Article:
Understanding Spanish-period baptismal records

HISTORY MATTERS - Todd Sales Lucero - The Freeman

The National Historical Commission of the Philippines (NHCP) recently changed the birth date of national hero and renowned painter Juan Luna to October 25 from the previously accepted October 24. The change was based on Juan Luna’s baptismal record, which states that Luna was ‘tres dias nacido’ or three days old when he was baptized on October 27, 1857. The NHCP believes this was the convention at that time where the date of birth was counted as day 1. With this logic, the NHCP automatically concluded that Luna being three days old when he was baptized on the 27th meant he was born on the 25th.

However, the NHCP should not have been too hasty in concluding this. Perhaps unknown to the NHCP, it was not the common practice at the time that the date of birth was counted as the child’s day 1. Many records from Spain and Europe indicate that day 1 started a day after birth, although many parishes also counted the birth date as day 1. In the Philippines, some towns counted the birthday as day 1 while others counted after. So, contrary to what the NHCP believes, there was no such thing as a “standard” in identifying the birth date based on baptismal date alone. Different parishes throughout the Philippines during the Spanish period interpreted this differently.

Let’s use another national hero to illustrate this. We know that Andres Bonifacio’s birthday is on November 30, but based on references to his baptismal record (Tondo’s records are no longer available but we have references to the record from early biographies) he was three days old when he was baptized on December 2, which tallies with the NHCP’s logic in interpreting baptismal records. However, while church authorities in the Spanish period provided parish priests and their scribes with guidelines in recording births and other events, many friars still interpreted these rules in their own way, thus the differences in accounting for a child’s birth date.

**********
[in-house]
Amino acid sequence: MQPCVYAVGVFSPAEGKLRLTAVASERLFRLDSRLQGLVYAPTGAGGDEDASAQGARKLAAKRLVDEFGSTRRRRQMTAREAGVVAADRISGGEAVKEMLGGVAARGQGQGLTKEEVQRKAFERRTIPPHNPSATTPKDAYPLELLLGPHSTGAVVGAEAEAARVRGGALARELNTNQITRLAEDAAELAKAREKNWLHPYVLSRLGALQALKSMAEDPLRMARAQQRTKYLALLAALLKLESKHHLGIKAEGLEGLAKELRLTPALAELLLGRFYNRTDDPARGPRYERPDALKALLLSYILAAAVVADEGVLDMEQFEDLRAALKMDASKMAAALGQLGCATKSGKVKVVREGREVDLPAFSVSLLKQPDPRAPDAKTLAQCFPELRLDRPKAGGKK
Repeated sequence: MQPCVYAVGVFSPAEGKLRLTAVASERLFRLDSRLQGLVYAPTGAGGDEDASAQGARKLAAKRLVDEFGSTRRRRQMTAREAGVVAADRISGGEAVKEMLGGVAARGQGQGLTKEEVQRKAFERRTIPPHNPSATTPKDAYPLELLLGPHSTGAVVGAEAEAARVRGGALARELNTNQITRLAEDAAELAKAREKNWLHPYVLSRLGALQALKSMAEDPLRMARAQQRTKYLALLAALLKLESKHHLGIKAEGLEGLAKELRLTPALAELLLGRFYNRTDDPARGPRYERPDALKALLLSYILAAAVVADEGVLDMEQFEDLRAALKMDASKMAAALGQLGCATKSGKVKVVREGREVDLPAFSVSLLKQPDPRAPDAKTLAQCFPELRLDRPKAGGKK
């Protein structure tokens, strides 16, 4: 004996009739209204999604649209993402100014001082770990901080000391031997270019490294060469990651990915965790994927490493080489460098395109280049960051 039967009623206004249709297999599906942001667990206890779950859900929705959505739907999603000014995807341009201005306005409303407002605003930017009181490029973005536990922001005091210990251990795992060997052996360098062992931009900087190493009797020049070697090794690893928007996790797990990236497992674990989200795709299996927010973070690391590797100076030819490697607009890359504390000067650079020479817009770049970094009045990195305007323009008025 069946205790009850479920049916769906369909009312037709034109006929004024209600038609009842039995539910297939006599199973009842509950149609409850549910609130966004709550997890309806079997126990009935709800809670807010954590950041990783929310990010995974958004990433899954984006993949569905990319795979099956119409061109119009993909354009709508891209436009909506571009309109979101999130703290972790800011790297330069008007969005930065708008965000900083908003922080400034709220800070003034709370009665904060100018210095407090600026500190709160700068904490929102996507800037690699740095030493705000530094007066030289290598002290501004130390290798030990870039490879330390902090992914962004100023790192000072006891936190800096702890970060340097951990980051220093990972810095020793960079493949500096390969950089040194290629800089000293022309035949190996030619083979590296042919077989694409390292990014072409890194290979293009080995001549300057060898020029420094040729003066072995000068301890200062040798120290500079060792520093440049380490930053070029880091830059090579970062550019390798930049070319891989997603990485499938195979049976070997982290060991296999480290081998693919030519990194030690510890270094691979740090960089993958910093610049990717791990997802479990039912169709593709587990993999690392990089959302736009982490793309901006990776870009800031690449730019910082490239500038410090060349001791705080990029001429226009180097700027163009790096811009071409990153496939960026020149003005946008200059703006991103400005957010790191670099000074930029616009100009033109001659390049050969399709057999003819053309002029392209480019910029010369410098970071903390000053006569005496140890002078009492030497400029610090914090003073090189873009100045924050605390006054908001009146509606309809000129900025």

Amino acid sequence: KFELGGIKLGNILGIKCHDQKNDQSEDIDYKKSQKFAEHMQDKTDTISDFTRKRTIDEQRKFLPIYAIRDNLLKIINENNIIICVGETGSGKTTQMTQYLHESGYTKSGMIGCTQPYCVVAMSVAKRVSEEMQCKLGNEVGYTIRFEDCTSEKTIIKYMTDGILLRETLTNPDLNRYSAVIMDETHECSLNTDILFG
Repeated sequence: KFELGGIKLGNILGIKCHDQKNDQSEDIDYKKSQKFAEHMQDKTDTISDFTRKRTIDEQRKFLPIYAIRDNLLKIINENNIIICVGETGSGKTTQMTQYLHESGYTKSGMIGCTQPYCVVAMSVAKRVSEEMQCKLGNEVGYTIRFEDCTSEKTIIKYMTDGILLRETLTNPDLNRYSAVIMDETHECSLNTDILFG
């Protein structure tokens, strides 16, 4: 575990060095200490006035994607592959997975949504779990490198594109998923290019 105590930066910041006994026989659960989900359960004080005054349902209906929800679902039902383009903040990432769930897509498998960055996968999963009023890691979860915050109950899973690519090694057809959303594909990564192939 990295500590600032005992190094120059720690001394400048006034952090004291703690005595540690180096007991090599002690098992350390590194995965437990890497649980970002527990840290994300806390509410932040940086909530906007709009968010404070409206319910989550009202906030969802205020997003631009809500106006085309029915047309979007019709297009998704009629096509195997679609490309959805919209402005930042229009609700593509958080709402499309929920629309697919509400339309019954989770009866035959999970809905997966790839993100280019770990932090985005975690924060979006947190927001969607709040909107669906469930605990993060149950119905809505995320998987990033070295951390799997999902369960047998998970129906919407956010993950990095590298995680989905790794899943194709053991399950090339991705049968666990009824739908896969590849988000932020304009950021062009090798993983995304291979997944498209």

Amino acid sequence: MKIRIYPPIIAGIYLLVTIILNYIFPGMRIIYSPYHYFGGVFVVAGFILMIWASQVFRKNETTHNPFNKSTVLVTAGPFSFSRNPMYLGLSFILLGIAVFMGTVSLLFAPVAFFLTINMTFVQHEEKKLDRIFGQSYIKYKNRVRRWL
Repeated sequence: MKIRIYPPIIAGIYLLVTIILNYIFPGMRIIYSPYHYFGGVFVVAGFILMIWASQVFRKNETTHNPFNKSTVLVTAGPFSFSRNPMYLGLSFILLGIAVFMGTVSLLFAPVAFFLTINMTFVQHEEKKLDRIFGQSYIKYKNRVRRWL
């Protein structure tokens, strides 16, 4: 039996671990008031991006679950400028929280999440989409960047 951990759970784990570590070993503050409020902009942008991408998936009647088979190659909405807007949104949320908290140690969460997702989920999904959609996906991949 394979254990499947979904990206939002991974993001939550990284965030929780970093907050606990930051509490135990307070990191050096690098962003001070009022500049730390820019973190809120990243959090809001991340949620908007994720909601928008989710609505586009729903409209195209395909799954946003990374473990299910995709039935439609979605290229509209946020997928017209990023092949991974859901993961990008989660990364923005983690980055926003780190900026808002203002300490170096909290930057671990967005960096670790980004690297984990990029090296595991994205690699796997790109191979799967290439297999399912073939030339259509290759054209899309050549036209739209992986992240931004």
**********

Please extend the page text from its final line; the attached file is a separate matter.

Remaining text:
Here are some examples to help us understand this further. The baptismal record of my great-grandfather, Isidro Lucero, who was born in Argao, Cebu, indicate he was baptized on May 16 and also states clearly that he was ‘nacio el dia quince de Mayo’, which means ‘born on the 15th of May’. This is, of course, what we all want to see in baptismal records: the dates of baptism and birth stated clearly. Unfortunately, this was not always the case, and most just give how many days a child was when baptized.

The baptismal record of Mariano Marcos, father of former president Ferdinand E. Marcos and grandfather of current president Ferdinand R. Marcos, Jr., indicates that he was a day old when he was baptized on April 22. Mariano Marcos’s birthday was on April 21, 1897, so in this case day 1 was a day after his birth. Former president Diosdado P. Macapagal’s baptismal record shows that he was baptized on October 12 and was 15 days old during baptism. His birthday was September 28, 1910, and here we see the difference from the previous record of Mariano Marcos. If we deduct 15 days from October 12, we get September 27 and not September 28th as his birth date is supposed to be, so this means that in Lubao, day 1 was on the actual day of birth.

So, what does this mean? This tells us that during the Spanish period, parishes did not always have the same standard in recording a child’s birth date. Some, like Argao, indicated both the date of baptism and birth. In places like Batac, the birth date was the baptism date less the number of days old when he was baptized. Then, in other towns like Lubao and Tondo, the birth date was day one. Thus, the only way to determine a parish’s standard is to carefully go through all the records.

So, no, there was no one single way of determining a person’s birth date from Spanish-period records. In the case of Juan Luna, the NHCP should carefully go through all the baptisms in the 1850s to see what the convention truly was in Badoc, Ilocos Norte.

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